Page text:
Alumni Spotlight: Karen Spangler ‘13

Karen Spangler

November 2021
Interviewer: Asha McElroy

Karen Spangler, MPP, MUP ‘13 is the Policy Director of the National Farm to School Network. Karen’s 7 years of UM coursework (undergrad and grad) and experience both in and outside the classroom have influenced her worldview and contributed to her passion for equitable and policy driven food systems change.

How did your studies at UM influence your career path? 

An undergraduate class I took with [SFSI affiliates] Dr. Ivette Perfecto and Dr. Catherine Badgley was vital to shaping how I understood agroecology, power relations, and how the expertise of farmers shapes environmental impact. Our class,[Food, Land, and Society] traveled to Chiapas, Mexico which was vital to shaping how I understood how the social power relations and the expertise of farmers shapes the actual environmental impact and agroecology. I learned about how much control small producers have over the methods they use and the impact the food system has on their survival. 

When I was in grad school at the UM (Ford School of Public Policy), there was an emphasis on developing a set of tools that you can apply to any kind of policy. I learned about both qualitative and quantitative analysis and I chose projects that I could see through a food systems lens.

In urban planning, I worked with [SFSI affiliate] Dr. Larissa Larsen and Dr. Joe Grengs. I participated in the work study program with Dr. Larsen to study food systems problems on the local level. 

The University of Michigan also helped me make a lot of connections with friends and mentors that I’ve been able to to lean on and learn from. I met my friend Jahi Chappell, who is an accomplished agroecologist and now the Director for the Southeastern African American Farmers Organic Network. Another friend and now colleague, Lindsay Smith, is in D.C. and works for the Metropolitan Washington Council of Governments on food systems issues. 

What sparked your interest in food systems and how did it lead you to your current position?

I worked at Growing Hope after college and then again after graduate school. At the time, the idea that [food] organizations could be more than a food bank was not popularly understood. [Working at Growing Hope] shaped a lot of how I think about this work and what made me interested in the policy aspect in the first place. Funding challenges and competing for the same portion of Federal or small Foundation grants led me to become passionate about trying to go up a level and change the current conditions. 

After my husband and I moved to Washington D.C., I started working at Food Policy Action which was a small nonprofit that has both a 501C3 and C4 status. C4 means that it is allowed to do more political speech in terms of connecting the dots for people about legislators’ votes and  implications on the food system. I was eventually promoted to the Policy Director at Food Policy Action. I have been at the National Farm to School Network since early March 2020.

What was it like to be the Policy Director at the National Farm to School Network at the beginning of the pandemic?

March 2020 was a time of rapid change because schools were shutting down and changing their meal programs. The food supply chain in general was starting to reveal issues. People were rushing to buy dried beans from the grocery store and no longer taking some aspects of our food system for granted. I had to quickly figure out and interpret the changes to the food system for our National Farm to School Network partners in all 50 states and in U.S. territories. I was gathering information from the partners about their needs and advocating on their behalf and then interpreting some of the new rules and legislation from the Federal Government for our partners.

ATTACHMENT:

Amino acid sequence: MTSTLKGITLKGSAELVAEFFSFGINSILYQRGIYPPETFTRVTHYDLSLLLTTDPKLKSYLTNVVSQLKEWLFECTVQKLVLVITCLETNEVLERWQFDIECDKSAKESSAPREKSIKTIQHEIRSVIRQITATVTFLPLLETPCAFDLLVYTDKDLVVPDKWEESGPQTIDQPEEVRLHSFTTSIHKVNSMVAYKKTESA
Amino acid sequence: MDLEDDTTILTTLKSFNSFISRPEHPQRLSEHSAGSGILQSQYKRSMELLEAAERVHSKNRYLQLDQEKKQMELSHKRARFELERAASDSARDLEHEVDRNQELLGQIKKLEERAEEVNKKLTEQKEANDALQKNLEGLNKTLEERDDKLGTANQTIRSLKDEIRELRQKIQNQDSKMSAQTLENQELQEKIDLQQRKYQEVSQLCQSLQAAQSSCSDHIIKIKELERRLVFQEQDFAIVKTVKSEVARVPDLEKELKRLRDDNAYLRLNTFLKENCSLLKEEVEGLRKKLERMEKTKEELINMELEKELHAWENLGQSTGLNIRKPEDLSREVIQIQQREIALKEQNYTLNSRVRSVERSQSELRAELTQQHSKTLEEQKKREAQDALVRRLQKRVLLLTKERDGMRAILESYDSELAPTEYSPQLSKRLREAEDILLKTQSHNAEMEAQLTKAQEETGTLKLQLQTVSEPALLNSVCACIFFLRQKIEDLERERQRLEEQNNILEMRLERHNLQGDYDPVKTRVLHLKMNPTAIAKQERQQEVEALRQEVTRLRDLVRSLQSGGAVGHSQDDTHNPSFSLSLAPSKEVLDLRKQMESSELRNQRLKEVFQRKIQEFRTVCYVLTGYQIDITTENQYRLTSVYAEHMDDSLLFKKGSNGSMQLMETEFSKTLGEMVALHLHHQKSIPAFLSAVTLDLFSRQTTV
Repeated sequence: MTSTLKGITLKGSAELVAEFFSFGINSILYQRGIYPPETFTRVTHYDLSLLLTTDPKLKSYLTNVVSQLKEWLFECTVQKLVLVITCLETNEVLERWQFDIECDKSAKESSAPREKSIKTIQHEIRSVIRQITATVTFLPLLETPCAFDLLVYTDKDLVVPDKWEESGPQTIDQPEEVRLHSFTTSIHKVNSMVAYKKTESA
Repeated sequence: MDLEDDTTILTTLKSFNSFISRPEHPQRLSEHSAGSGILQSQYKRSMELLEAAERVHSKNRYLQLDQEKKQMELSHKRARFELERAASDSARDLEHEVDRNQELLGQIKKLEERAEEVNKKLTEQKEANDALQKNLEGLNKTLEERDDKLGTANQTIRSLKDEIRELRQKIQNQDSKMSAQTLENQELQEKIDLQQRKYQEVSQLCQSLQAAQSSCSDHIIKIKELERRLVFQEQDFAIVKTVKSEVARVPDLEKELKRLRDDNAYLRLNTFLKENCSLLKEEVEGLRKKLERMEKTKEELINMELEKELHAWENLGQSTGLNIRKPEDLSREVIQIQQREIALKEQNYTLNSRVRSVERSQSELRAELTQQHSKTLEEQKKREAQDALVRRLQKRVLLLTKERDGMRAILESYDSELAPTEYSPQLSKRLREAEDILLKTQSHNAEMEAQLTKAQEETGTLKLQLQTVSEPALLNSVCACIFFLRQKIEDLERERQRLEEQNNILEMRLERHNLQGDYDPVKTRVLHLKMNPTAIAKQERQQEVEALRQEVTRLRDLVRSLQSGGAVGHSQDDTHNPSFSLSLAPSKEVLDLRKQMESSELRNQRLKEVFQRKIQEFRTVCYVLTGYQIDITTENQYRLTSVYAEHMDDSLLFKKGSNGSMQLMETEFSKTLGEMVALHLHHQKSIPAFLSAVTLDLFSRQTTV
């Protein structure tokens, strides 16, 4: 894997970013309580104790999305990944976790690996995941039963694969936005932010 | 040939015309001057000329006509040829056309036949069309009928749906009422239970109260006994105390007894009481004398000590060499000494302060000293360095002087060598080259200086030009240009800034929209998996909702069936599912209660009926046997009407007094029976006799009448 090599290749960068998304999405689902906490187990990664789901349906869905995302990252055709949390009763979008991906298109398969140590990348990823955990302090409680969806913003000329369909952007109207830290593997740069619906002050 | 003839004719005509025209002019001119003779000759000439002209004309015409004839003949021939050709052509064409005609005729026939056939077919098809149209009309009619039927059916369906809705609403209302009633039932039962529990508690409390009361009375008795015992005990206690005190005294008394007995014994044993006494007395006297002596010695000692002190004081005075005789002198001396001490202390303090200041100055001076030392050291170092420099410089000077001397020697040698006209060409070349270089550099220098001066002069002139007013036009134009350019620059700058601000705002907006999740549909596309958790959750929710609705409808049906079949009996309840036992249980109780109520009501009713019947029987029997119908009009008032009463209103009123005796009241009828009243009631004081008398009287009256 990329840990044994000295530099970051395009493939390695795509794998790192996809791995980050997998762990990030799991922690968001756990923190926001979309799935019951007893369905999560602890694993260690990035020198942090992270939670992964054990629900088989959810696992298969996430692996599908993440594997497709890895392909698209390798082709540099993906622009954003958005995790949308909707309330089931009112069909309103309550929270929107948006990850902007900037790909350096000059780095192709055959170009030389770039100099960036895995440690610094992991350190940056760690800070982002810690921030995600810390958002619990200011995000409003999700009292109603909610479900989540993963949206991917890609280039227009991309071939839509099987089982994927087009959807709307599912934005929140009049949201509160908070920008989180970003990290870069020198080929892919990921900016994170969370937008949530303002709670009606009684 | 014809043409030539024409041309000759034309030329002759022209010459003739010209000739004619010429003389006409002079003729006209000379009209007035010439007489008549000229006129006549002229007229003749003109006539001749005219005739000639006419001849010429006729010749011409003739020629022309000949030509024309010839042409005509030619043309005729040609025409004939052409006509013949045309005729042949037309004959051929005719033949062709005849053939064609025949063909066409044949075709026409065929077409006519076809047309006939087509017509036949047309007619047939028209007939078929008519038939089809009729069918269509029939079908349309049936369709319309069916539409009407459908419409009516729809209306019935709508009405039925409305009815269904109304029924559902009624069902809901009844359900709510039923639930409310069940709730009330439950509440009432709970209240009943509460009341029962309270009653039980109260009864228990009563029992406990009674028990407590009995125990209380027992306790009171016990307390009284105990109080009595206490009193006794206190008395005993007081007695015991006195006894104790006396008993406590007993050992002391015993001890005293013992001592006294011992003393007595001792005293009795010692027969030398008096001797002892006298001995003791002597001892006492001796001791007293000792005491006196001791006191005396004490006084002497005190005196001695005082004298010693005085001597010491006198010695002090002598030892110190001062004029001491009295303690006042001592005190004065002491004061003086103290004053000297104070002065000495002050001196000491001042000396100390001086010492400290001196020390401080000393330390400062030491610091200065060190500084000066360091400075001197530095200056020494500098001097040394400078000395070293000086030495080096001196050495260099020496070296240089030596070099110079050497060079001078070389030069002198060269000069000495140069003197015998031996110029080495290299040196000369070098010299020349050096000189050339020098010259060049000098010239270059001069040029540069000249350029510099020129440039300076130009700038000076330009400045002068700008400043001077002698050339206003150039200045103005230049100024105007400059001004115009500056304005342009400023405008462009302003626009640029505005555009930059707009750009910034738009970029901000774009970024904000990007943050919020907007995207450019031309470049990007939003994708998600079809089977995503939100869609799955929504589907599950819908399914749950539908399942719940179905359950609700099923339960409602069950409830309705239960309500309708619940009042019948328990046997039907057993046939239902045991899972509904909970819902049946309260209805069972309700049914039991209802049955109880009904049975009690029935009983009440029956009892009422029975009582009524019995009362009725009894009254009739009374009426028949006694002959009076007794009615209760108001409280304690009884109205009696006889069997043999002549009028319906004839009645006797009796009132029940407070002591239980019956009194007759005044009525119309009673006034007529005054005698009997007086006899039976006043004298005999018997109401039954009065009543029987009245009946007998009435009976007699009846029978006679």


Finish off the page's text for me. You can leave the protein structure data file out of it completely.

In your role as Policy Director are you able to see the fruits of your labor?  

When you work on policy change programs or other initiatives you don’t necessarily see the immediate impact of your work. I think it’s slower. Especially at the federal level, it’s a big ship that you’re trying to turn, but it has a huge impact when it does. One thing I’m really proud of is that we have been working with a congressional office on reintroducing a bill to help provide schools with more flexibility when purchasing fruits and vegetables. 

The National Farm to School Network has a Racial Equity Toolkit that has an assessment of policies that put more power in the hands of communities of color.The toolkit involves decision makers at local, state and national levels to identify the pitfalls in racial equity policies within various organizations. As an organization we were able to identify some things that we wanted changed in the bill and provided suggestions. The Congressional office is very amenable and the bill has not yet passed but the language is out there. The language is in an existing bill as an example and a template now and so that the language can be incorporated into future or Child Nutrition Reauthorization or a future Farm Bill. If it does, the impact will be huge. 

What advice do you have for current students that are interested in pursuing a career in food systems ?

I had a work study job at the Ford School when I was in graduate school in the development office. Although I don’t work in development,  I learned a lot about the development world that has been [helpful] in every nonprofit job that I’ve ever had.  Although my urban planning degree wasn’t directly food related, having the knowledge of how urban planning works has helped me understand food related issues at the local and state level.  

As a student, I learned to critique power relationships especially as relates to racial inequity in our food system. I think that understanding and being well versed in how to talk about racial inequity is crucial, and that’s something that I am still continuously learning today.